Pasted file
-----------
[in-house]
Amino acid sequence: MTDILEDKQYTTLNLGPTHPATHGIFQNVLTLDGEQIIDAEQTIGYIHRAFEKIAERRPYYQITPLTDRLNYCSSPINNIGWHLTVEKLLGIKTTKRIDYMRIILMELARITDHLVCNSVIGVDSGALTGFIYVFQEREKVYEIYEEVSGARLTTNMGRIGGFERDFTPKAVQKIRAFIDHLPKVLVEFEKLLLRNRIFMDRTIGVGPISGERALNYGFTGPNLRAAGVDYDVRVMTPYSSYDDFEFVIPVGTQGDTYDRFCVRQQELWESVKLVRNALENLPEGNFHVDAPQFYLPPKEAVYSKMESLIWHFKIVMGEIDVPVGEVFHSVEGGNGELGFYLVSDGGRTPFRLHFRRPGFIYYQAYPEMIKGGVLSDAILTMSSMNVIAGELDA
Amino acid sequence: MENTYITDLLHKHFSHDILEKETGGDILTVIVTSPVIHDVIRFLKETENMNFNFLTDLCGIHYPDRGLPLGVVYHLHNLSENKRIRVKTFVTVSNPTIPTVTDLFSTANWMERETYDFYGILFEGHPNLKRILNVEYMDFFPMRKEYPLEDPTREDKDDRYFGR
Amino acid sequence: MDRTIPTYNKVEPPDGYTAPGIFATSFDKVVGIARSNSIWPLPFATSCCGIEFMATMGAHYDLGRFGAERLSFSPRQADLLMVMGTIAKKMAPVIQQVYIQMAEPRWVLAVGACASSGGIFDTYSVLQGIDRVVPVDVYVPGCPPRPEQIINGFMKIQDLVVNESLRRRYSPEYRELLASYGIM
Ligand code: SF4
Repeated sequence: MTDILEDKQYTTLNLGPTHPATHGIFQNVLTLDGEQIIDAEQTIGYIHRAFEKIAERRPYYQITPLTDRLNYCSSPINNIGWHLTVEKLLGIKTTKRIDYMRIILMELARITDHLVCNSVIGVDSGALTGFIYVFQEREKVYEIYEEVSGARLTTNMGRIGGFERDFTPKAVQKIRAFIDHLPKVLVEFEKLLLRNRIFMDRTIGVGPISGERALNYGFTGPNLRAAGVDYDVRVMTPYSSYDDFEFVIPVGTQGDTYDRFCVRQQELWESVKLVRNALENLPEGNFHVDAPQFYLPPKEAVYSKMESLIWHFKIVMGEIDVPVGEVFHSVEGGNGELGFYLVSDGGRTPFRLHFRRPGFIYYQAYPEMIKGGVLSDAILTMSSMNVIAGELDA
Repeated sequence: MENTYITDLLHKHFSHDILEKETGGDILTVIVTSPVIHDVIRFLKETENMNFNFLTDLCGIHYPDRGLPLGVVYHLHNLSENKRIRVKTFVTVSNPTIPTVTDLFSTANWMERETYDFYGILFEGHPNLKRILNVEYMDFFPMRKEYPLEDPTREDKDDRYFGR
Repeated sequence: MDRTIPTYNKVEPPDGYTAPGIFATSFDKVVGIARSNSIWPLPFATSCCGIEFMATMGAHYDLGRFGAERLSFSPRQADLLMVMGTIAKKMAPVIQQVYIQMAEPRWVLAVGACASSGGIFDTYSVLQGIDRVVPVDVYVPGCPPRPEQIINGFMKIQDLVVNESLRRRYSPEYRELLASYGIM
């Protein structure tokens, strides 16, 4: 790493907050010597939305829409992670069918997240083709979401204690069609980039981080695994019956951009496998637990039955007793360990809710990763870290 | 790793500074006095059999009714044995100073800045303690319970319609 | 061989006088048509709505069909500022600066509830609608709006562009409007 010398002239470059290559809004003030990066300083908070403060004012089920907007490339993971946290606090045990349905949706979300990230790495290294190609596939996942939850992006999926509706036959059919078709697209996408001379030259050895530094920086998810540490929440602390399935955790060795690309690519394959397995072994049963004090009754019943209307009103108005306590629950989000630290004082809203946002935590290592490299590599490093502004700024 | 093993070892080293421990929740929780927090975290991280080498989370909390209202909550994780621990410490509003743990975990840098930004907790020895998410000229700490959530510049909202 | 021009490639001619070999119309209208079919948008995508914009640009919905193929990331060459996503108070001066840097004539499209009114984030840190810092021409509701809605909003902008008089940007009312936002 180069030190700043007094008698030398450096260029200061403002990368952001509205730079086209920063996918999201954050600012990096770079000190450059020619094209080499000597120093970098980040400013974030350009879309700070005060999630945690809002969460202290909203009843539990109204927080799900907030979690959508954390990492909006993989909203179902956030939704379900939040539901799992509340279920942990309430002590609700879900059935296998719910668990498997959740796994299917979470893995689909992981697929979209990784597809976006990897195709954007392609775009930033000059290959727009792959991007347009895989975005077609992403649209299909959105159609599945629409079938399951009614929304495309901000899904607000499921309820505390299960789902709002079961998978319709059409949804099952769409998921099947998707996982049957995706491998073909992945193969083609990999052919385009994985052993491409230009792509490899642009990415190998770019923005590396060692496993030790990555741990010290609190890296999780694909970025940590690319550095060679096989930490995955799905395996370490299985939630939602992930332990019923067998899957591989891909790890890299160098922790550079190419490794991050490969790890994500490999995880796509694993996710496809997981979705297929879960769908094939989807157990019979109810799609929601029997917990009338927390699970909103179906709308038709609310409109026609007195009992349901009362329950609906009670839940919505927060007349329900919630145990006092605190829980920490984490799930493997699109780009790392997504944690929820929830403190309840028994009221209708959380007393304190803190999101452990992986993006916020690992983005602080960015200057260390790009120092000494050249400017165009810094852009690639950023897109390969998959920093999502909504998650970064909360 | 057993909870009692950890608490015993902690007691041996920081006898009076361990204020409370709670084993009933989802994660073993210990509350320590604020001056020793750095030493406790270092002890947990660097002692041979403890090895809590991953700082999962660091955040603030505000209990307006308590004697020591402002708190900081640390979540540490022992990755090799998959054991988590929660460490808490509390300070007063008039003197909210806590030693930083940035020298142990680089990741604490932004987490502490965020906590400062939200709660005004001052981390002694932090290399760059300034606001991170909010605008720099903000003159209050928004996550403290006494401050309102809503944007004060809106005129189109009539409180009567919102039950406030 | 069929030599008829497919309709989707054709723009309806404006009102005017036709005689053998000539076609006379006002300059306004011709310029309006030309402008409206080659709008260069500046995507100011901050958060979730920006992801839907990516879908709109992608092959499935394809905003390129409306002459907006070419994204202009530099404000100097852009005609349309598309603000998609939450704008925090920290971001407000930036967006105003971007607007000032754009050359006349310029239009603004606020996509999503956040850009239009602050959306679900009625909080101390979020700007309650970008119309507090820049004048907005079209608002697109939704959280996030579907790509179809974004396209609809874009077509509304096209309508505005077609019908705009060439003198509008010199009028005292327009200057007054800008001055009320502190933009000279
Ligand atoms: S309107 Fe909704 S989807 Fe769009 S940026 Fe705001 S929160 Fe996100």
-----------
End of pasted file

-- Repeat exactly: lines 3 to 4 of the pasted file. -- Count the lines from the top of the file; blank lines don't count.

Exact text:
Amino acid sequence: MENTYITDLLHKHFSHDILEKETGGDILTVIVTSPVIHDVIRFLKETENMNFNFLTDLCGIHYPDRGLPLGVVYHLHNLSENKRIRVKTFVTVSNPTIPTVTDLFSTANWMERETYDFYGILFEGHPNLKRILNVEYMDFFPMRKEYPLEDPTREDKDDRYFGR
Amino acid sequence: MDRTIPTYNKVEPPDGYTAPGIFATSFDKVVGIARSNSIWPLPFATSCCGIEFMATMGAHYDLGRFGAERLSFSPRQADLLMVMGTIAKKMAPVIQQVYIQMAEPRWVLAVGACASSGGIFDTYSVLQGIDRVVPVDVYVPGCPPRPEQIINGFMKIQDLVVNESLRRRYSPEYRELLASYGIM